Qualcomm 5G modem to ship next year; US chip-maker fires off display of IoT pyrotechnics


Qualcomm will make available a commercial 5G chipset, the Snapdragon X50 5G modem, for 5G network and device testing in the second half of next year, it said today, amid a flurry of high-tech announcements. 

The US firm’s new 5G modem will support peak download speeds of 5Gbps in early 5G smartphones and other 5G mobile devices, which are expected to go on sale in the first half of 2018. Qualcomm is the first chipset maker to confirm its roadmap for commercial launch of a 5G modem chipset.

The X50 5G modem will support operation in millimeter wave (mmWave) spectrum in the 28GHz band at the outset, and employ multiple-input, multiple-output (MIMO) antenna technology with adaptive beam forming and beam tracking techniques, allowing for non-line-of-sight broadband connectivity.

Qualcomm said it will allow operators to test and deploy their 5G networks sooner, and device makers to do the same with 5G terminals; Qualcomm will push for quicker standardisation of the radio technology on the back of these trials. 

Meanwhile, its work with Telstra, Ericsson and Netgear to develop the first LTE mobile device and commercial LTE network capable of reaching 1Gbps data speeds has started to bear fruit, it said.

Netgear’s new MR1100 router, based on Qualcomm’s Snapdragon X16 LTE modem and Wi-Fi solutions, is the first consumer device capable of reaching such download speeds, combining 3x carrier aggregation, and 4x4 MIMO on two aggregated carriers and 2x2 MIMO on the third, as well as 256-QAM higher order modulation. 

In parallel, Qualcomm said Australian operator Telstra’s LTE network, optimised by Ericsson, now also supports 1Gbps download speeds. Qualcomm demonstrated the Netgear and Telstra technologies together at its 4G/5G Summit today in Hong Kong.

Qualcomm confirmed three new Snapdragon processors at the same event. The new Snapdragon 653, 626 and 427 chips include its X9 LTE modem, and support Qualcomm Cat 7 downlink speeds of up to 300Mbps, and Cat 13 uplink speeds of up to 150Mbps; the last measure represents a 50 percent uplift on the old X8 LTE modem, the company said.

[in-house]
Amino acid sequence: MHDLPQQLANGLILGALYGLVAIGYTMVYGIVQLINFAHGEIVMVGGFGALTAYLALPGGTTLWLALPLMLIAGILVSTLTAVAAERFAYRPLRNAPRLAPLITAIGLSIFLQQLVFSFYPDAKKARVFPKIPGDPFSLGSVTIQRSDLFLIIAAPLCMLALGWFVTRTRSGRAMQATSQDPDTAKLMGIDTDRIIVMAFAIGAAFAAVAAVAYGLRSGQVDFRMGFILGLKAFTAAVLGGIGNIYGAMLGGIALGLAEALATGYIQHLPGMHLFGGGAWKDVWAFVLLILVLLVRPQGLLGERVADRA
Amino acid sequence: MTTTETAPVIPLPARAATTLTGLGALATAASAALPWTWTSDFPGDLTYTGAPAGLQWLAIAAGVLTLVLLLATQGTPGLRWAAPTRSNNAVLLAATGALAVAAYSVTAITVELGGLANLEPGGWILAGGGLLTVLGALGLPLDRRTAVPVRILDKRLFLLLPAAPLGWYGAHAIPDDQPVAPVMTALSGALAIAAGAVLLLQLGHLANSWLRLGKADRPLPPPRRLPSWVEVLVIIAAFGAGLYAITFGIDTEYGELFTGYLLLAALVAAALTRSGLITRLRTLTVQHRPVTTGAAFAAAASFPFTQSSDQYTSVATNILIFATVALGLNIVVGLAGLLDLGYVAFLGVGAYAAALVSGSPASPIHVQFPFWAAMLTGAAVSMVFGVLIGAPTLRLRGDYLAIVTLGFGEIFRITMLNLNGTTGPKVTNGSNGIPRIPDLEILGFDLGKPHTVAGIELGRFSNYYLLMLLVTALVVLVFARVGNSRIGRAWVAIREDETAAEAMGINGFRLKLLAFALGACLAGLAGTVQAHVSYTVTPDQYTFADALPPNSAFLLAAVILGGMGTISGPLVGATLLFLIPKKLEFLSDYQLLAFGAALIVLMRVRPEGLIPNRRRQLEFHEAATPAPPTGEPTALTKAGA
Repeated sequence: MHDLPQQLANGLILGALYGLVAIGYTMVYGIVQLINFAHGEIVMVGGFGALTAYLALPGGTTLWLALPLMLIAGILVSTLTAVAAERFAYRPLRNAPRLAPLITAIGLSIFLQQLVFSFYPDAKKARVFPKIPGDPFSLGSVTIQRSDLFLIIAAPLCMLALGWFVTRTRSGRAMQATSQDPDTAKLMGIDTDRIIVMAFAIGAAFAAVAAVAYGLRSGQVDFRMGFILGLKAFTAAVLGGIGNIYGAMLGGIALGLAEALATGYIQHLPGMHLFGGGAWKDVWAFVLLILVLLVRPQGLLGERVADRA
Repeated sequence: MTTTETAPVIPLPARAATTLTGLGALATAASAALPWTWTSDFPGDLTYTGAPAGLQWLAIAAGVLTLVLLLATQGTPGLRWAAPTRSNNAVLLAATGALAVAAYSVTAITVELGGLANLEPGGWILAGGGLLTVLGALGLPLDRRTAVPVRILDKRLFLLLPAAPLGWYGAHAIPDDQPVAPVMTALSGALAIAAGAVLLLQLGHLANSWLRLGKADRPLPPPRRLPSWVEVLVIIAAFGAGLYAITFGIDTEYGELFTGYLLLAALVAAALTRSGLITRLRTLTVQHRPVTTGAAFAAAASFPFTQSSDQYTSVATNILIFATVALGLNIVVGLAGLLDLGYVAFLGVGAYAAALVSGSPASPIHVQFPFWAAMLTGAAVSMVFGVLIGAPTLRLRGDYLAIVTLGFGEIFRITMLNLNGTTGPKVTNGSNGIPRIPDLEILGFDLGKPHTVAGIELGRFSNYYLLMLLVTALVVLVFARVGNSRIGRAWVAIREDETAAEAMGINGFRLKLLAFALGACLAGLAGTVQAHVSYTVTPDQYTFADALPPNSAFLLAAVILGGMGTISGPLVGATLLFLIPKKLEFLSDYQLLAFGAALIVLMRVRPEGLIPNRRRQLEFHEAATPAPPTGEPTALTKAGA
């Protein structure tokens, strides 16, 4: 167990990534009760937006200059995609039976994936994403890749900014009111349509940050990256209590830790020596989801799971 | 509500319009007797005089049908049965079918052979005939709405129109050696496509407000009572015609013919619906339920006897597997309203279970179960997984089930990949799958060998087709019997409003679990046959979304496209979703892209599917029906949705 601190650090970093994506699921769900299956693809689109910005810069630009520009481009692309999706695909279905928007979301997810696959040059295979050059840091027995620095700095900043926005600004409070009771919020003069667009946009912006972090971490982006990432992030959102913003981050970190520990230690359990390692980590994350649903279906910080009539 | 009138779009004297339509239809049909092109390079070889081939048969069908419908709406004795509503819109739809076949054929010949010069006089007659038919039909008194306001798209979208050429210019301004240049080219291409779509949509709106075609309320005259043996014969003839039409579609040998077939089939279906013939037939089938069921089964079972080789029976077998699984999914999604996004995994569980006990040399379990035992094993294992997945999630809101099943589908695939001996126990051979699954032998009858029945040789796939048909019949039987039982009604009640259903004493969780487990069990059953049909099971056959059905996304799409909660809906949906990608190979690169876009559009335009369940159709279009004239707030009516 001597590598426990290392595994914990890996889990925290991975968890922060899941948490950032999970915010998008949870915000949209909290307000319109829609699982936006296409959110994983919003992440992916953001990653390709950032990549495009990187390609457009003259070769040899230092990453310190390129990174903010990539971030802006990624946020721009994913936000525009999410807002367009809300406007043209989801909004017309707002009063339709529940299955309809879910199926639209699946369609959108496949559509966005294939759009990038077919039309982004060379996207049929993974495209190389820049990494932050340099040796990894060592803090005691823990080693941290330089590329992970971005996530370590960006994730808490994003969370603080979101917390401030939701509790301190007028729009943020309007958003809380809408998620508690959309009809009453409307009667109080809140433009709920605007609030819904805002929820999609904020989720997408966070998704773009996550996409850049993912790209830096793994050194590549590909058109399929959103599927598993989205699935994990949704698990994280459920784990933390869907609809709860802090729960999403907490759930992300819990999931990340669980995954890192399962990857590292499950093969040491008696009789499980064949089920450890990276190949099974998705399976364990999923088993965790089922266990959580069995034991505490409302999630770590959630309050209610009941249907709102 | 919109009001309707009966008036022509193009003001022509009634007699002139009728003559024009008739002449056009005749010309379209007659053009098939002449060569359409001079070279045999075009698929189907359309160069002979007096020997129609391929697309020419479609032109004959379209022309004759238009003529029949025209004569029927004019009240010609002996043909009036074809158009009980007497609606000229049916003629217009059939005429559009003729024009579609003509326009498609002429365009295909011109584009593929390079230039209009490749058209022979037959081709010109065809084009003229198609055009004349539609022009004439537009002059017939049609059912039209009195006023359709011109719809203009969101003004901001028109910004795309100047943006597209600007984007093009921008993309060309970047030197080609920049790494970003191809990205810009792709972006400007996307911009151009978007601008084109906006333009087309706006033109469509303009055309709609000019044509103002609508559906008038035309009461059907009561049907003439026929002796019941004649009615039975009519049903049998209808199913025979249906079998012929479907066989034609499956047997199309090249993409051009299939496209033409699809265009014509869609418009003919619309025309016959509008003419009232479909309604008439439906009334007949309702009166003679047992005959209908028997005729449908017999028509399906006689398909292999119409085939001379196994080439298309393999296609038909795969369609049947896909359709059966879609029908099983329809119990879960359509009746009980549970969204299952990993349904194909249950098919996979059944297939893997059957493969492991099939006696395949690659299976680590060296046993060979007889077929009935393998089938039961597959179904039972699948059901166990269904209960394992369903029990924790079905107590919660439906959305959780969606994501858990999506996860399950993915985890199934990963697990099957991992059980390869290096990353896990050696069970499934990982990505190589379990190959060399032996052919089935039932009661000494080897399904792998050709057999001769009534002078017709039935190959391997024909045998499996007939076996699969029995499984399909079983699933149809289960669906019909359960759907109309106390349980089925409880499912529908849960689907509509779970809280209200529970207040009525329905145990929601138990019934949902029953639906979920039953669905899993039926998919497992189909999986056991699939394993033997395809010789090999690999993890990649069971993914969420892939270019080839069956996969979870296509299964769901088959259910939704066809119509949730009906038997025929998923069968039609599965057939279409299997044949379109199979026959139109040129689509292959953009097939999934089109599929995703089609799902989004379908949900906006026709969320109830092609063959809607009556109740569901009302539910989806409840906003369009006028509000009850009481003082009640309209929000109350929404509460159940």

They also allow for LTE Advanced carrier aggregation with up to 2x20MHz channels in the downlink and uplink, as well as support for 64-QAM in the uplink.

All allow fast charging, with Qualcomm’s Quick Charge 3.0 technology, as well as the Enhanced Voice Services (EVS) codec on VoLTE calls. Support for dual camera has also been extended from the Qualcomm’s Snapdragon 800 series chipsets to its 600 and 400 tiers. 

The Snapdragon 653 and 626, ship at the end of the year; the 427 will be available in early 2017.

As well, Qualcomm claimed its IoT-focused MDM9206 LTE modem, designed for LTE category M1 networks and upgradeable to work with NB-1 narrowband technologies also, has found widespread support among manufacturers. 

The company has also completed the first over-the-air connection via MulteFire, a competing IoT technology operating in unlicensed spectrum, using listen-before-talk (LBT). The test showed MulteFire can deliver LTE-like performance whilst “fairly co-existing” with Wi-Fi on the same channel in unlicensed spectrum, it said.

Elsewhere, Qualcomm has expanded its Snapdragon connected camera portfolio, used in consumer and industrial solutions, to incorporate on-camera deep learning and video analytics, 4K HEVC video encoding, Linux support, new security features and broader LTE, Wi-Fi and Bluetooth connectivity.